The visitor to Cuba, unfamiliar with the island, should take it leisurely. It is not a place through which the tourist may rush, guide book in hand, making snapshots with a camera, and checking off places of interest as they are visited. Picturesqueness and quaintness are not at all lacking, but there are no noble cathedrals, no vast museums of art and antiquity, no snow-clad mountains. There is a charm of light and shade and color that is to be absorbed slowly rather than swallowed at a single gulp. It is emphatically a place in which to dawdle. Let those who are obliged to do so, work and hurry; the visitor and the traveller should take it without haste. It is far better to see Havana and its vicinity slowly and enjoyably, and look at pictures of the rest of the country, than it is to rush through the island merely for the sake of doing so. In his essay on _The Moral of Landscape_, Mr. Ruskin said that “all travelling becomes dull in exact proportion to its rapidity.” Nowhere is that more true than it is in Cuba. There is very little in all the island that cannot be seen in Havana and its immediate vicinity. It is well to see the other places if one has ample time, but they should not be seen at the expense of a proper enjoyment of Havana and its neighborhood. In Havana are buildings as old and buildings as beautiful as any in the island. In its vicinity are sugar plantations, tobacco fields, pineapples, cocoanuts, mangoes, royal palms, ceibas, peasants’ homes, typical towns and villages, all the life of the people in the city and country. The common American desire to “see it all” in a few days, is fatal to the greatest enjoyment, and productive mainly of physical fatigue and mental confusion. It is the misfortune of most travellers that they carry with them only the vaguest of ideas of what they want to see. They have heard of Cuba, of Havana, the Morro, the Prado, of a sunny island in the midst of a sapphire sea. While it is true that almost everything in Cuba is worth seeing, it is best to acquire, before going, some idea of the exhibition. That saves time and many steps. The old city wall, La Fuerza, and La Punta, are mere piles of masonry, more or less dull and uninteresting unless one knows something of their history. The manners and customs of any country become increasingly interesting if one knows something about them, the reason for them.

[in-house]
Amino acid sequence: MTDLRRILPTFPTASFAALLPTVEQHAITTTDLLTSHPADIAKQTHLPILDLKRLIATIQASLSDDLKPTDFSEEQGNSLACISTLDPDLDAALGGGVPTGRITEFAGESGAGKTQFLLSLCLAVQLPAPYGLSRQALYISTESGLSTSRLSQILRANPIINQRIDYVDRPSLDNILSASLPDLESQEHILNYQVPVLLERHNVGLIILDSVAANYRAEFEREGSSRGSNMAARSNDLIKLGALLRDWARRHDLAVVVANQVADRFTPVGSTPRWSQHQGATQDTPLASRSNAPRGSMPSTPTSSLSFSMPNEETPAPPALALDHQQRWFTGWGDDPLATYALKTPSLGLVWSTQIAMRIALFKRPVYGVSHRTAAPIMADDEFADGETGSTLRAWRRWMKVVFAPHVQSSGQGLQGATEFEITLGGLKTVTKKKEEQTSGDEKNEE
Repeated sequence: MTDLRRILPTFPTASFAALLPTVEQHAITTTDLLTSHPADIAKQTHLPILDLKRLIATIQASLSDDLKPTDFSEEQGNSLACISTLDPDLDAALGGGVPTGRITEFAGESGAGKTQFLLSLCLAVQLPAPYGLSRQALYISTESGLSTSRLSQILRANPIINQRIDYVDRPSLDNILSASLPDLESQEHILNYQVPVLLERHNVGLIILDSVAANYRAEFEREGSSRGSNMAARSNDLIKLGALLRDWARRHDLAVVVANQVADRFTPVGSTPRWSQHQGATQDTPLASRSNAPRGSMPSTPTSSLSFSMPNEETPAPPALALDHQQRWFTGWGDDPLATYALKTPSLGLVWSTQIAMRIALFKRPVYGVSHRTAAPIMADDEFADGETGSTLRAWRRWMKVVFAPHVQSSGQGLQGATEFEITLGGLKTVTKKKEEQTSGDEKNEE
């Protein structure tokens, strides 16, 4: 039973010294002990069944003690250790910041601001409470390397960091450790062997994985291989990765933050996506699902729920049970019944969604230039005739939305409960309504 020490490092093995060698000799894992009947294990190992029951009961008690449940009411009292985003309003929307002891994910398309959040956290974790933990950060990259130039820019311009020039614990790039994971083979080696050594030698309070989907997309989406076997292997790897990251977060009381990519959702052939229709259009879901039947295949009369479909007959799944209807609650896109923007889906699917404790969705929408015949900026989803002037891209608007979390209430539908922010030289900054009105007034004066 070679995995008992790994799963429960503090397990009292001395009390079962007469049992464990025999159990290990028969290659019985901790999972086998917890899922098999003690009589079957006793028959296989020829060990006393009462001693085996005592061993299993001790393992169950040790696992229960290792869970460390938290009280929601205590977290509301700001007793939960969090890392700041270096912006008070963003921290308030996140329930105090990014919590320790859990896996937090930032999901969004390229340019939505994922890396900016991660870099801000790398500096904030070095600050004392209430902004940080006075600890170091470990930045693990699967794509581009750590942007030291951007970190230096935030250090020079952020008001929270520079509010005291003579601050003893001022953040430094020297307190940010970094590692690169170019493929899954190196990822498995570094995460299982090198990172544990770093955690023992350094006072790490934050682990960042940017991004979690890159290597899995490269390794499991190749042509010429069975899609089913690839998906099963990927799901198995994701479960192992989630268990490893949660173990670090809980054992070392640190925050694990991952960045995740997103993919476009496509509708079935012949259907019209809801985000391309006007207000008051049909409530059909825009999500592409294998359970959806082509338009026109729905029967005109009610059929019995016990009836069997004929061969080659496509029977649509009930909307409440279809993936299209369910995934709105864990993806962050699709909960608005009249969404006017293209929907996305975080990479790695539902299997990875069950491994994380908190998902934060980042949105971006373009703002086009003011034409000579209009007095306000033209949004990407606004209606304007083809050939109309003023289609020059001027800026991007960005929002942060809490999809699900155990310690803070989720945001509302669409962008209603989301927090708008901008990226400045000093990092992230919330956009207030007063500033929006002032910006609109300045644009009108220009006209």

It is only a short trip to the Castillo del Principe, the fortress that crowns the hill to the west of the city. From that height, the city and the harbor are seen below, to the eastward. Across the bay, on the heights at the entrance, are the frowning walls of Morro Castle surmounted by the towering light-house, and the no less grim walls of La Cabana. The bay itself is a sprawling, shapeless body of water with a narrow neck connecting it with the Florida Straits. Into the western side of the bay the city thrusts itself in a shape that, on a large map, suggests more than anything else the head and neck of an over-fed bulldog. Into this bay, in 1508, came Sebastian Ocampo, said to be the first white man to visit the spot. He entered for the purpose of careening his little vessels in order to remove the barnacles and accumulated weed-growth. It is possible that the spot was discovered earlier, but there is no record of the discovery if such was made. Ocampo gave it the name of Puerto de Carenas. The next record is of its occupation, in 1519. Four years earlier, Diego Velasquez had left a little colony near what is now called Batabano, on the south coast. He gave the place the name of San Cristobal de la Habana, in memory of the illustrious navigator and discoverer. Habana, or Havana, is a term of aboriginal origin. It proved to be an uncomfortable place of residence, and in 1519 the people moved across the island to the Puerto de Carenas, taking with them the name given to the earlier settlement, and substituting it for the name given by Ocampo. After a time, all was dropped except the present title, Habana, or more commonly by English-speaking people, Havana. It was not much of a place for a number of years, but in 1538 it was sacked and burned by a French pirate, one of the many, of different nations, who carried on a very lively buccaneering business in those and in later years in West Indian waters. Hernando de Soto was then governor of the island, with headquarters at the then capital city, Santiago de Cuba. He proceeded at once to the scene of destruction. On his arrival, he ordered the erection of a fortress. Some of the work then done still remains in the old structure near the Palace, at the foot of Calle O’Reilly, known as La Fuerza. A few years before this time, Hernan Cortes had conquered Mexico, then called New Spain, and a business between Old Spain and New Spain soon developed. The harbor of Havana made a convenient halting-place on the voyages between the two, and the settlement assumed a steadily increasing importance. A new governor, Gonzales Perez de Angulo, who arrived in 1549, decided to make it his place of residence. The year 1552 is generally given as the time of the creation of Havana as the capital city. It was at that time made the residence city of the Governors, by their own choice, but it was not officially established as the capital until 1589. The fortress erected by order of de Soto proved somewhat ineffective. In 1554, another French marauder attacked and destroyed the town. The principal industry of those early days was cattle-raising, a considerable market being developed for export to Mexico, and for the supply of vessels that entered the harbor for food and water.